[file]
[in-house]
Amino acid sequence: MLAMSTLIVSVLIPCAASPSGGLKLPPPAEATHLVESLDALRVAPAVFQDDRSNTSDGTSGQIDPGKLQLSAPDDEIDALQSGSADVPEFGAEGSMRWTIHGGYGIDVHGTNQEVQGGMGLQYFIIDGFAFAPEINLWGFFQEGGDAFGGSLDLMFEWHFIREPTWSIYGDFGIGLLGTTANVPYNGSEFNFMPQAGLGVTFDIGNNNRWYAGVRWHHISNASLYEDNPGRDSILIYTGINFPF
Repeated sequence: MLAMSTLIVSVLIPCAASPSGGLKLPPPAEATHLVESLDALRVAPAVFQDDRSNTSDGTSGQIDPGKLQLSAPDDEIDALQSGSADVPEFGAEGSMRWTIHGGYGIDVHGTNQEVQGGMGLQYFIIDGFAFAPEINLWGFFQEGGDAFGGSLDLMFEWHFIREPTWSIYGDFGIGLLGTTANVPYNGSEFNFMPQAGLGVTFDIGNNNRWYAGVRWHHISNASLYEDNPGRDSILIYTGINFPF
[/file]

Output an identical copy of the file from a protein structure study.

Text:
[in-house]
Amino acid sequence: MLAMSTLIVSVLIPCAASPSGGLKLPPPAEATHLVESLDALRVAPAVFQDDRSNTSDGTSGQIDPGKLQLSAPDDEIDALQSGSADVPEFGAEGSMRWTIHGGYGIDVHGTNQEVQGGMGLQYFIIDGFAFAPEINLWGFFQEGGDAFGGSLDLMFEWHFIREPTWSIYGDFGIGLLGTTANVPYNGSEFNFMPQAGLGVTFDIGNNNRWYAGVRWHHISNASLYEDNPGRDSILIYTGINFPF
Repeated sequence: MLAMSTLIVSVLIPCAASPSGGLKLPPPAEATHLVESLDALRVAPAVFQDDRSNTSDGTSGQIDPGKLQLSAPDDEIDALQSGSADVPEFGAEGSMRWTIHGGYGIDVHGTNQEVQGGMGLQYFIIDGFAFAPEINLWGFFQEGGDAFGGSLDLMFEWHFIREPTWSIYGDFGIGLLGTTANVPYNGSEFNFMPQAGLGVTFDIGNNNRWYAGVRWHHISNASLYEDNPGRDSILIYTGINFPF